Eastern Europe
Featured Items
The Crime and the Silence: Confronting the Massacre of Jews in Wartime Jedwabne
The Crime and the Silence
Confronting the Massacre of Jews in Wartime Jedwabne
Paperback      ISBN: 0374536376

Winner of the National Jewish Book Award in the Holocaust category

A monumental work of nonfiction on a wartime atrocity, its sixty-year denial, and the impact of its truth

Jan Gross's hugely controversial Neighbors was a historian's disclosure of the events in the small Polish town of Jedwabne on July 10, 1941, when the citizens rounded up the Jewish population and burned them alive in a barn. The massacre was a shocking secret that had been suppressed for more than sixty years, and it provoked the most important public debate in Poland since 1989. From the outset, Anna Bikont reported on the town, combing through archives and interviewing residents who survived the war period. Her writing became a crucial part of the debate and she herself an actor in a national drama.
Part history, part memoir, The Crime and the Silence is the journalist's account of these events: both the story of the massacre told through oral histories of survivors and witnesses, and a portrait of a Polish town coming to terms with its dark past. Including the perspectives of both heroes and perpetrators, Bikont chronicles the sources of the hatred that exploded against Jews and asks what myths grow on hidden memories, what destruction they cause, and what happens to a society that refuses to accept a horrific truth.
A profoundly moving exploration of being Jewish in modern Poland that Julian Barnes called "one of the most chilling books," The Crime and the Silence is a vital contribution to Holocaust history and a fascinating story of a town coming to terms with its dark past.

Exile and Social Thought: Hungarian Intellectuals in Germany and Austria, 1919-1933
Exile and Social Thought
Hungarian Intellectuals in Germany and Austria, 1919-1933
Hardcover      ISBN: 0691031592

Embroiled in the political events surrounding World War I and the failed Hungarian revolutions of 1918-19, a number of intellectuals fled Hungary for Germany and Austria, where they essentially created Weimar culture. Among them were Georg Luk cs, whose History and Class Consciousness recast Marxism and challenged even those who repudiated its politics; Bela Bal zs, who pioneered film theory and collaborated with film-makers G. W. Pabst, Leni Riefenstahl, and Alexander Korda; L szl Moholy-Nagy, who codirected the Bauhaus during its heyday in the mid-1920s; and Karl Mannheim, whose Ideology and Utopia was the most widely discussed work of noncommunist social theory during the Weimar years. In this collective portrait combining intellectual history with biographical detail, Lee Congdon describes how Hungarian thinkers, each in a different way, passionately advocated the need for community in a Europe torn by war and revolution. Whether communist, avant-gardist, or Catholic convert, each thinker is examined within the vast tapestry of his works, his cultural and intellectual milieu, and his experience as an exile. Despite the ideological differences of these men, Congdon reveals how their personal destinies and social goals often merged. Since many were assimilated Jews, he argues that their thinking on society was inextricably intertwined with their youthful sensitivity to anti-Semitism in Hungary and with the isolating limitations of their lives in Germany and Austria.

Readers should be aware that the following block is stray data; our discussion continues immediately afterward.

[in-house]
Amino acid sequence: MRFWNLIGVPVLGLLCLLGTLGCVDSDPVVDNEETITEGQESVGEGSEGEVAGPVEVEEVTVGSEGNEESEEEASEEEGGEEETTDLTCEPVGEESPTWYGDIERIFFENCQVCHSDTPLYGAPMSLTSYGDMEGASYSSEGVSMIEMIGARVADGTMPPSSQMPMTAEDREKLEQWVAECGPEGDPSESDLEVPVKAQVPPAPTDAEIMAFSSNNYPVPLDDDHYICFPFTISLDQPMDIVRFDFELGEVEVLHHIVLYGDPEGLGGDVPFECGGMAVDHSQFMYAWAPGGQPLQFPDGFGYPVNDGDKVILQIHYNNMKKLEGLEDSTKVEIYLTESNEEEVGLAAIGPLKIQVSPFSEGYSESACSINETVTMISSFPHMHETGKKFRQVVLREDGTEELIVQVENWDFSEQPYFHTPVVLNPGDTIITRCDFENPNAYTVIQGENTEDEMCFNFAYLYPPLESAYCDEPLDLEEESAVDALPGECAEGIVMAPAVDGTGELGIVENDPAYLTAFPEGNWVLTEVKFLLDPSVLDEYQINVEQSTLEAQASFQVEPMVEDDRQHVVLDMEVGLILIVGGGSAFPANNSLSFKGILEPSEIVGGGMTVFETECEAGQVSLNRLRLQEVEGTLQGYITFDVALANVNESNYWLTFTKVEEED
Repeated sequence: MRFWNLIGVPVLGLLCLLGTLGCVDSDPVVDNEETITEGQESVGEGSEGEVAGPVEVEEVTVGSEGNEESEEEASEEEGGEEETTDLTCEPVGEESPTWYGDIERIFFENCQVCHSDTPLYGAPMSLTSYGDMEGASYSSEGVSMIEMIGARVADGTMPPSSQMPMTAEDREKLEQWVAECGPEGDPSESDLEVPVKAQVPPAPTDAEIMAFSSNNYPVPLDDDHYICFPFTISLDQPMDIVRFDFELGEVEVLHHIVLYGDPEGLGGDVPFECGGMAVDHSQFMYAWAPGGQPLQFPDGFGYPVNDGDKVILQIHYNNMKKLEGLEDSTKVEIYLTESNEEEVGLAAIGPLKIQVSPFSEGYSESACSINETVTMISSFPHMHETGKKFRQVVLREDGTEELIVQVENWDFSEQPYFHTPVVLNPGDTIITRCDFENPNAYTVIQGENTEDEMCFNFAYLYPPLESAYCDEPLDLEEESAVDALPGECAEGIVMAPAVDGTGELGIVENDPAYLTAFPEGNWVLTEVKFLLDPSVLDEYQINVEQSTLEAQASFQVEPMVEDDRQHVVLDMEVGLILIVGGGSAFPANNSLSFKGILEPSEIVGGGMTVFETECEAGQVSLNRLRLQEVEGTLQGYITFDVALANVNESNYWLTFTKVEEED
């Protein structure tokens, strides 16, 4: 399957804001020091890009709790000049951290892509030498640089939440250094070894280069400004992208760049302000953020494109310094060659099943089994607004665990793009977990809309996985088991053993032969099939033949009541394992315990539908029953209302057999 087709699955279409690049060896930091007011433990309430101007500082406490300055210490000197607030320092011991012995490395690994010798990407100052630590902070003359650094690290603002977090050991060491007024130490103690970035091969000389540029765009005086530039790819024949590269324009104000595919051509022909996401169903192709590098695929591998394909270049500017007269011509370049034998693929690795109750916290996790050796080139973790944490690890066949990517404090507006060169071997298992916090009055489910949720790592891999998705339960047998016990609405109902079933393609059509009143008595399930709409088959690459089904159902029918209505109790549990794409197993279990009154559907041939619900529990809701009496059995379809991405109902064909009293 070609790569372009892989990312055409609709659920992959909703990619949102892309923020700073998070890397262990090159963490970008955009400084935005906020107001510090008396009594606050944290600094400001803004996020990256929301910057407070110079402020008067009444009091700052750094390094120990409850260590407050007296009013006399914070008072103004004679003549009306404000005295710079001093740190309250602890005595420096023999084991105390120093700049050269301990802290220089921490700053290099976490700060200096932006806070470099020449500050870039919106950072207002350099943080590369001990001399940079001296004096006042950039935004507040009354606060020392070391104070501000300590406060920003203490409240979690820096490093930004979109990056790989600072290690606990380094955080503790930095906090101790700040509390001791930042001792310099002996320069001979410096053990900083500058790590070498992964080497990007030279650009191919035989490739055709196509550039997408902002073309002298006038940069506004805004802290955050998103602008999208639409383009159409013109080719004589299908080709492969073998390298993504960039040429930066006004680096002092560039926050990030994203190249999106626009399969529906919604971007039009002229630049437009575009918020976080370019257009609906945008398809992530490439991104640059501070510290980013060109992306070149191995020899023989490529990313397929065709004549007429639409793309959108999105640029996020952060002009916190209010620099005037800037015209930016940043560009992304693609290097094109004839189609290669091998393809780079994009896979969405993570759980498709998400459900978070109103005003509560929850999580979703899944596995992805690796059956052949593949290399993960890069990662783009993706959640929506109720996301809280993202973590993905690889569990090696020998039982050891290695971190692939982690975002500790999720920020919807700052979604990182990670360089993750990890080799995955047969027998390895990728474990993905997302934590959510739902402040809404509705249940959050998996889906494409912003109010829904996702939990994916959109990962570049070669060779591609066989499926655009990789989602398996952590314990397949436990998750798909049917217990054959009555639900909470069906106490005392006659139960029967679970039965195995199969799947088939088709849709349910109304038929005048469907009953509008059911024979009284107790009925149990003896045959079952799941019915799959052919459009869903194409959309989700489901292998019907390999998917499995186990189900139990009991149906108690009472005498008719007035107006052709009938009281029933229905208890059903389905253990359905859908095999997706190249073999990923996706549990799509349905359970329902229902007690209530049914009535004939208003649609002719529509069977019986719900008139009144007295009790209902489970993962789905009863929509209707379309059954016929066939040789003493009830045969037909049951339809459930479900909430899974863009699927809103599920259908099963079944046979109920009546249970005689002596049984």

Originally published in 1991.

The Princeton Legacy Library uses the latest print-on-demand technology to again make available previously out-of-print books from the distinguished backlist of Princeton University Press. These editions preserve the original texts of these important books while presenting them in durable paperback and hardcover editions. The goal of the Princeton Legacy Library is to vastly increase access to the rich scholarly heritage found in the thousands of books published by Princeton University Press since its founding in 1905.

Ukraine's Forbidden History
Ukraine's Forbidden History
Paperback      ISBN: 1899235566

Since 1991, the Ukraine was the largest nation in the world without independence. A fertile country, rich in natural resources, it has long been fought over by neighbouring Poles, Germans, Russians and Rumanians and previous attempts for independence have been brutally crushed, in 1918 and 1941.

Dirty Jewess: A Woman's Courageous Journey to Religious and Political Freedom
Dirty Jewess
A Woman's Courageous Journey to Religious and Political Freedom
Hardcover      ISBN: 9655242773
Dirty Jewess is the personal account of one woman's courageous journey towards religious and political freedom while coming of age in post-Holocaust, communist Czechoslovakia. The narrative recalls the author's experience as a child of Holocaust survivors, living as a refugee in Rome, and finally realizing her dream of becoming a successful American citizen. Silvia Fishbaum's life behind the iron curtain is a universal tale of humanity, resilience, and overcoming adversity. Fishbaum weaves together her mother's testimony of Auschwitz with the testimony of her childhood art tutor, Ludovit Feld--a victim of Mengele's experiments--to create a compelling and layered life narrative.